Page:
From a practical point of view, increasing of P/O represents a metabolic engineering strategy for improving microbial biomass yield (Figure 1). For increase of P/O, the electron transport branches with low coupling efficiency have to be inactivated, and/or those with high efficiency have to be overexpressed. Biomass yield (and in some cases, e.g., in lactic acid bacteria, also multiple stress tolerance; Zotta et al., 2013) can thus be improved, which is desirable for cost-efficient biomass production of starter cultures, for the net productivity of bioconversions, and for the production of biomass-related compounds such as proteins, storage polymers and vitamins (Minohara et al., 2002; Brooijmans et al., 2007; Pedersen et al., 2012; Richhardt et al., 2013; Liu Q. et al., 2014).
Figure 1. Dependence of microbial growth and production on the energetical efficiency of respiration.
Apart from biomass, high P/O ratio has been shown to push the synthesis of various products via pathways that consume (or at least, do not produce) ATP (de Kok et al., 2012). This takes place because the energetically efficient respiration minimizes the amount of carbon substrate that has to be oxidized to generate ATP for needs of growth and maintenance. Given that the carbon source is not limiting and its uptake is rapid enough, the high P/O may facilitate production of incompletely oxidized compounds, either target products or, sometimes, undesired inhibitory metabolites. This phenomenon is known as “overflow metabolism” (Neijssel and Tempest, 1976; Figure 1). Enhancing product synthesis by elevating P/O has been a strategy of quite a few metabolic engineering projects. In most cases, elevation of P/O is achieved by knocking out the energetically least efficient terminal oxidase (typically cytochrome bd), and thus redirecting electron flow to energetically more efficient terminal oxidase(s). Poly-γ-glutamic acid (γ-PGA), a multifunctional biopolymer with various applications, is an example of a product, for which ATP supply is essential for its biosynthesis. By elimination of the cytochrome bd branch in Bacillus licheniformis respiratory chain, Cai et al. (2018) reached an increase of γ-PGA yield by almost 20%. Efficient supply of ATP is critical also for production of riboflavin. In a fed-batch culture of riboflavin-producing B. subtilis a 30% higher riboflavin titer was accumulated by the cyd mutant compared to the control strain (Zamboni et al., 2003), apparently because of redirection of the electron flow to the proton-pumping aa3 terminal oxidase. Similar approach was used for improving of N-acetylglucosamine production in B. subtilis (Liu Y. et al., 2014) and lysine yield in C. glutamicum (Kabus et al., 2007). Liu Q. et al. (2014) demonstrated that inactivation of the cytochrome bd-II terminal oxidase and/or the type II (energy non-coupling) respiratory NADH dehydrogenase results in a several-fold increase of poly(3-hydroxybutyrate) accumulation in an E. coli recombinant producer strain.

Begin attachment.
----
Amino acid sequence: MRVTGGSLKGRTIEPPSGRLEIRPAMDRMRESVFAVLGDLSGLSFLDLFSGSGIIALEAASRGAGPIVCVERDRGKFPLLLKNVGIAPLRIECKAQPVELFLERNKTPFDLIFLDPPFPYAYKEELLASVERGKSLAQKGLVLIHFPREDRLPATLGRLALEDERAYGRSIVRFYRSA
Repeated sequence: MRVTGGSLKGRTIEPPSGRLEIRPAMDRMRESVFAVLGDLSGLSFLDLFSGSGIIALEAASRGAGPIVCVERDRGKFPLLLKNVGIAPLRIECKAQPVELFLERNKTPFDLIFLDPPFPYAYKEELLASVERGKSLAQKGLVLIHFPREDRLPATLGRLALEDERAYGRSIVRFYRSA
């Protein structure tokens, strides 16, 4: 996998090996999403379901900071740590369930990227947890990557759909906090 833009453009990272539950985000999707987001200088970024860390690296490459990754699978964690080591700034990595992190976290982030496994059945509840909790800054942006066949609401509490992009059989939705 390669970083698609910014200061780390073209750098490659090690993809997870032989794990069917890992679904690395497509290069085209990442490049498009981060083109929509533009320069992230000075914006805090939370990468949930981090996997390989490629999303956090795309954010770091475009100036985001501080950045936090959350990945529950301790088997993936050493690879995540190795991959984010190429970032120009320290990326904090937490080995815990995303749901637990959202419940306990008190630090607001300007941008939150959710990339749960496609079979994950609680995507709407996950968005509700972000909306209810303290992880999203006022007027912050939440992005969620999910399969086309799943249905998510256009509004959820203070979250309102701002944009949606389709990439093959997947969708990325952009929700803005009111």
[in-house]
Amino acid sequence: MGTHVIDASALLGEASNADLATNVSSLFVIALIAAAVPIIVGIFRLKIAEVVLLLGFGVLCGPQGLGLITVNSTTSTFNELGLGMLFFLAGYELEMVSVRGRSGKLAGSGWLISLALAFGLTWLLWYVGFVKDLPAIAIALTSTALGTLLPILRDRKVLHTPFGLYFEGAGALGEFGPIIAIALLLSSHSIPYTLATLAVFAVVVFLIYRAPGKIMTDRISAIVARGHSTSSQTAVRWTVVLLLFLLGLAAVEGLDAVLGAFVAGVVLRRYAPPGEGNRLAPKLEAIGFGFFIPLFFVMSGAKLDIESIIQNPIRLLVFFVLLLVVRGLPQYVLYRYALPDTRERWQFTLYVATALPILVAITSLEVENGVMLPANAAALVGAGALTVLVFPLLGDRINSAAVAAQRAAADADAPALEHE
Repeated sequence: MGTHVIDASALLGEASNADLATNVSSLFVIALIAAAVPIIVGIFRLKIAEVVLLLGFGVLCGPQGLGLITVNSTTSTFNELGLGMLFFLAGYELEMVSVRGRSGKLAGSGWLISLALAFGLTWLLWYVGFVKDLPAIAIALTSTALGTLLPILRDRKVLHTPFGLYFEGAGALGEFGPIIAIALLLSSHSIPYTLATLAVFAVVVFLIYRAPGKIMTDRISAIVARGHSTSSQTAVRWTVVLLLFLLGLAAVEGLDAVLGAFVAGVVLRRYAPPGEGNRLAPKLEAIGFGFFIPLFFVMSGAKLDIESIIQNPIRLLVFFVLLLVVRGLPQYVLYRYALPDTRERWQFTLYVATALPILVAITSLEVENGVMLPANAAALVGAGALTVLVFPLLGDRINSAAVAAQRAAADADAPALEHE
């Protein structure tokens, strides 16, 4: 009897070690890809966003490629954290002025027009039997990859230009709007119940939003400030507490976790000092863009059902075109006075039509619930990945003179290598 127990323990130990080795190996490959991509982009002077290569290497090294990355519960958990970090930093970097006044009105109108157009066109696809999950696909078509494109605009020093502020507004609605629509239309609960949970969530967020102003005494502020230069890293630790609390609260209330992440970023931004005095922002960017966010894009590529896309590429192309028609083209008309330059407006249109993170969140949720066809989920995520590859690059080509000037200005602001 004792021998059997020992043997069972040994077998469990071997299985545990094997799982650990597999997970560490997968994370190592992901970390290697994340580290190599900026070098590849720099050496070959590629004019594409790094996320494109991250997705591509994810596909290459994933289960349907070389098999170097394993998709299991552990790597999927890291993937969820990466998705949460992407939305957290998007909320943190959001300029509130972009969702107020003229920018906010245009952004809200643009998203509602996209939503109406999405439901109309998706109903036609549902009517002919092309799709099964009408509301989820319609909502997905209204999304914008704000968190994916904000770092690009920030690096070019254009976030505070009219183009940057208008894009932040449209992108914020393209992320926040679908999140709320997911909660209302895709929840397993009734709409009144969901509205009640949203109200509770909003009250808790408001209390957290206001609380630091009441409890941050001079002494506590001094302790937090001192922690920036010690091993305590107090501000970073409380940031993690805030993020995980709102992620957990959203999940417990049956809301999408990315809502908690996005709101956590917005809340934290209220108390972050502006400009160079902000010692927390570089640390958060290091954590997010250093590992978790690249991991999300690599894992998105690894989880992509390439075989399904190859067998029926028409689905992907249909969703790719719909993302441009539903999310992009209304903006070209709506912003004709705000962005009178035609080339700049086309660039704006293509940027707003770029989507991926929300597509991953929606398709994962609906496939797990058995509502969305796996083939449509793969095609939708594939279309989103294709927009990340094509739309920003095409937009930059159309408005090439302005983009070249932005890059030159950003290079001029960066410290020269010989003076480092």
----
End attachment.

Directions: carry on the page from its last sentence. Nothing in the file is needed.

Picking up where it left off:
However, under some natural conditions, and also in numerous bioprocess setups it may be preferable for bacteria to have respiration with low rather than high P/O.
Increasing Respiration Rate While Decreasing Energy-coupling Efficiency
Low P/O is preferable when oxidation of NAD(P)H is needed for a rapid regeneration of NAD(P)+ and/or consumption of oxygen, without producing of extra ATP (Figure 1). Thus, the free-living nitrogen-fixing bacteria Azotobacter vinelandii demonstrate the utility of rapid, low-P/O respiration as one of possible means to protect their nitrogenase complex from dioxygen by keeping the intracellular oxygen concentration low (Poole and Hill, 1997). It was shown that the activity of the low energy-coupling cytochrome bd terminal oxidase (Kelly et al., 1990) in combination with an energy non-coupling NADH:UQ oxidoreductase (Bertsova et al., 2001) is critical for A. vinelandii ability to fix nitrogen while growing under conditions of air saturation. In bioprocesses, energetically uncoupled respiration is useful for avoiding production of unneeded biomass and overflow metabolites, while enabling conversion of reduced substrate into more oxidized product(s). The obligately aerobic alpha-proteobacterium Gluconbacter oxydans belonging to the family of acetic acid bacteria is a relevant example. Due to its numerous periplasmic membrane-bound dehydrogenases that incompletely oxidize sugars, sugar alcohols, and other compounds, G. oxydans has been used for decades as a biocatalyst for bioconversions (Deppenmeier et al., 2002). It oxidizes a variety of substrates and transfers the electrons via ubiquinone to the quinol oxidases bo3 and bd. Although the energetically more efficient, proton-pumping bo3 represents its major terminal oxidase activity (Richhardt et al., 2013), due to some reason the proton pumping stoichiometry of the G. oxydans respiratory chain is more than two-fold lower than that of aerobically cultivated E. coli bearing analogous major terminal oxidase.